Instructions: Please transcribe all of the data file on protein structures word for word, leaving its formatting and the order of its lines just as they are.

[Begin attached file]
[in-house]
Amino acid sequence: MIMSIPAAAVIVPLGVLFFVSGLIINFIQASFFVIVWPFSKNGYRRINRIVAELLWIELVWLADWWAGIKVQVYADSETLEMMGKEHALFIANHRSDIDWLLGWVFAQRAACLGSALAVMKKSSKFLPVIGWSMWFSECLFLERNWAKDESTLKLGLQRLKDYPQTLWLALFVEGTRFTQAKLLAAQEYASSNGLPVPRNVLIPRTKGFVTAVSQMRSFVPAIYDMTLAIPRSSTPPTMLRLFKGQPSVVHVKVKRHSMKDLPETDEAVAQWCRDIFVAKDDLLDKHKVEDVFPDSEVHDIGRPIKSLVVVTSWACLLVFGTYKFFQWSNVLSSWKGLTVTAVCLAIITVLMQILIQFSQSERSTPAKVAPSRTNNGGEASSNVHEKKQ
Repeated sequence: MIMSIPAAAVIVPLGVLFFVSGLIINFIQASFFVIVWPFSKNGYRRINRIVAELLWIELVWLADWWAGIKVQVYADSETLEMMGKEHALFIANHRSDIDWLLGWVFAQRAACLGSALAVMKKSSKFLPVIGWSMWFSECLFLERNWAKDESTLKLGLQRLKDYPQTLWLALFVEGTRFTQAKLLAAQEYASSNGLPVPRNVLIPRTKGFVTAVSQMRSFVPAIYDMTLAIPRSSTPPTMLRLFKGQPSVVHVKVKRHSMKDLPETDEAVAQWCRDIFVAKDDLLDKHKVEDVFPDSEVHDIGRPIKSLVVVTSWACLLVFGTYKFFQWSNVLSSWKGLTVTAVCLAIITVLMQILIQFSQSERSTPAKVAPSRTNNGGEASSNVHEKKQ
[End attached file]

[in-house]
Amino acid sequence: MIMSIPAAAVIVPLGVLFFVSGLIINFIQASFFVIVWPFSKNGYRRINRIVAELLWIELVWLADWWAGIKVQVYADSETLEMMGKEHALFIANHRSDIDWLLGWVFAQRAACLGSALAVMKKSSKFLPVIGWSMWFSECLFLERNWAKDESTLKLGLQRLKDYPQTLWLALFVEGTRFTQAKLLAAQEYASSNGLPVPRNVLIPRTKGFVTAVSQMRSFVPAIYDMTLAIPRSSTPPTMLRLFKGQPSVVHVKVKRHSMKDLPETDEAVAQWCRDIFVAKDDLLDKHKVEDVFPDSEVHDIGRPIKSLVVVTSWACLLVFGTYKFFQWSNVLSSWKGLTVTAVCLAIITVLMQILIQFSQSERSTPAKVAPSRTNNGGEASSNVHEKKQ
Repeated sequence: MIMSIPAAAVIVPLGVLFFVSGLIINFIQASFFVIVWPFSKNGYRRINRIVAELLWIELVWLADWWAGIKVQVYADSETLEMMGKEHALFIANHRSDIDWLLGWVFAQRAACLGSALAVMKKSSKFLPVIGWSMWFSECLFLERNWAKDESTLKLGLQRLKDYPQTLWLALFVEGTRFTQAKLLAAQEYASSNGLPVPRNVLIPRTKGFVTAVSQMRSFVPAIYDMTLAIPRSSTPPTMLRLFKGQPSVVHVKVKRHSMKDLPETDEAVAQWCRDIFVAKDDLLDKHKVEDVFPDSEVHDIGRPIKSLVVVTSWACLLVFGTYKFFQWSNVLSSWKGLTVTAVCLAIITVLMQILIQFSQSERSTPAKVAPSRTNNGGEASSNVHEKKQ